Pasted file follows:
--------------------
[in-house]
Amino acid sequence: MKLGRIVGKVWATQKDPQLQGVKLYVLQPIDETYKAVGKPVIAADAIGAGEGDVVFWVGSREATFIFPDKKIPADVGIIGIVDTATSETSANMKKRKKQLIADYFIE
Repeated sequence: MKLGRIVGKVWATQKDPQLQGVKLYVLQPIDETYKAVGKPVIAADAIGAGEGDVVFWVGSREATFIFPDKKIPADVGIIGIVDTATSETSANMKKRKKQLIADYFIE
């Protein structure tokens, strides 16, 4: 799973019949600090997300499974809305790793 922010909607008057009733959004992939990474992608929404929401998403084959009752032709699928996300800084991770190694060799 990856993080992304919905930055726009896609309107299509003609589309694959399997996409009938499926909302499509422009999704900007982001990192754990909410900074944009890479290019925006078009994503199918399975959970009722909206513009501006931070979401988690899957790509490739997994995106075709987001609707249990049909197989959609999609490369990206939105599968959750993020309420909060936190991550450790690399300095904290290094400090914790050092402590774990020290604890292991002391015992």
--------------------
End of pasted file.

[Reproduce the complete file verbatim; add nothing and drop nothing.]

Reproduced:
[in-house]
Amino acid sequence: MKLGRIVGKVWATQKDPQLQGVKLYVLQPIDETYKAVGKPVIAADAIGAGEGDVVFWVGSREATFIFPDKKIPADVGIIGIVDTATSETSANMKKRKKQLIADYFIE
Repeated sequence: MKLGRIVGKVWATQKDPQLQGVKLYVLQPIDETYKAVGKPVIAADAIGAGEGDVVFWVGSREATFIFPDKKIPADVGIIGIVDTATSETSANMKKRKKQLIADYFIE
């Protein structure tokens, strides 16, 4: 799973019949600090997300499974809305790793 922010909607008057009733959004992939990474992608929404929401998403084959009752032709699928996300800084991770190694060799 990856993080992304919905930055726009896609309107299509003609589309694959399997996409009938499926909302499509422009999704900007982001990192754990909410900074944009890479290019925006078009994503199918399975959970009722909206513009501006931070979401988690899957790509490739997994995106075709987001609707249990049909197989959609999609490369990206939105599968959750993020309420909060936190991550450790690399300095904290290094400090914790050092402590774990020290604890292991002391015992």